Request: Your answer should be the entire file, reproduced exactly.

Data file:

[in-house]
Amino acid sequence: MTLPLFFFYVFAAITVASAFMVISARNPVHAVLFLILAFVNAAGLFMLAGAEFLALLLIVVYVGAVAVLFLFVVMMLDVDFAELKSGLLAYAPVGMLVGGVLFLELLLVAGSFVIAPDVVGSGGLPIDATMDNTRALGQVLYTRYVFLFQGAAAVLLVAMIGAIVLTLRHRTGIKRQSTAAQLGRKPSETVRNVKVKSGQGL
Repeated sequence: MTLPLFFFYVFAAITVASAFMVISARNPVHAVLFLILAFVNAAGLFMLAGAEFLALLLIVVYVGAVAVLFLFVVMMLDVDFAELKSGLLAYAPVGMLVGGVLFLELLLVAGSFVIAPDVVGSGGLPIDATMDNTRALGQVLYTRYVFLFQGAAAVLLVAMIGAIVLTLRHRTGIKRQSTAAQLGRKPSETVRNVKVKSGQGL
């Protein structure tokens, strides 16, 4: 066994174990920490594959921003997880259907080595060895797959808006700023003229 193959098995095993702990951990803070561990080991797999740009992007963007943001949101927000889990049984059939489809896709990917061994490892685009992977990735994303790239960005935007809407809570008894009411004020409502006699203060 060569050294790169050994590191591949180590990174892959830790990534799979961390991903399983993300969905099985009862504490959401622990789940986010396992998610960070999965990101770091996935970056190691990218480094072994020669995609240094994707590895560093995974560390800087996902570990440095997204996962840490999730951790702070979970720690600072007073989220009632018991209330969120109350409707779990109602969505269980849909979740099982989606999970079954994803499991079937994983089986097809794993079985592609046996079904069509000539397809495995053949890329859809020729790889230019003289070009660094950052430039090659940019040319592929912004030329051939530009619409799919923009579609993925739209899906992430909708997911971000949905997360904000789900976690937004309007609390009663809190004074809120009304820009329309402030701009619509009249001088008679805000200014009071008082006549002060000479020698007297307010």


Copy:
[in-house]
Amino acid sequence: MTLPLFFFYVFAAITVASAFMVISARNPVHAVLFLILAFVNAAGLFMLAGAEFLALLLIVVYVGAVAVLFLFVVMMLDVDFAELKSGLLAYAPVGMLVGGVLFLELLLVAGSFVIAPDVVGSGGLPIDATMDNTRALGQVLYTRYVFLFQGAAAVLLVAMIGAIVLTLRHRTGIKRQSTAAQLGRKPSETVRNVKVKSGQGL
Repeated sequence: MTLPLFFFYVFAAITVASAFMVISARNPVHAVLFLILAFVNAAGLFMLAGAEFLALLLIVVYVGAVAVLFLFVVMMLDVDFAELKSGLLAYAPVGMLVGGVLFLELLLVAGSFVIAPDVVGSGGLPIDATMDNTRALGQVLYTRYVFLFQGAAAVLLVAMIGAIVLTLRHRTGIKRQSTAAQLGRKPSETVRNVKVKSGQGL
């Protein structure tokens, strides 16, 4: 066994174990920490594959921003997880259907080595060895797959808006700023003229 193959098995095993702990951990803070561990080991797999740009992007963007943001949101927000889990049984059939489809896709990917061994490892685009992977990735994303790239960005935007809407809570008894009411004020409502006699203060 060569050294790169050994590191591949180590990174892959830790990534799979961390991903399983993300969905099985009862504490959401622990789940986010396992998610960070999965990101770091996935970056190691990218480094072994020669995609240094994707590895560093995974560390800087996902570990440095997204996962840490999730951790702070979970720690600072007073989220009632018991209330969120109350409707779990109602969505269980849909979740099982989606999970079954994803499991079937994983089986097809794993079985592609046996079904069509000539397809495995053949890329859809020729790889230019003289070009660094950052430039090659940019040319592929912004030329051939530009619409799919923009579609993925739209899906992430909708997911971000949905997360904000789900976690937004309007609390009663809190004074809120009304820009329309402030701009619509009249001088008679805000200014009071008082006549002060000479020698007297307010």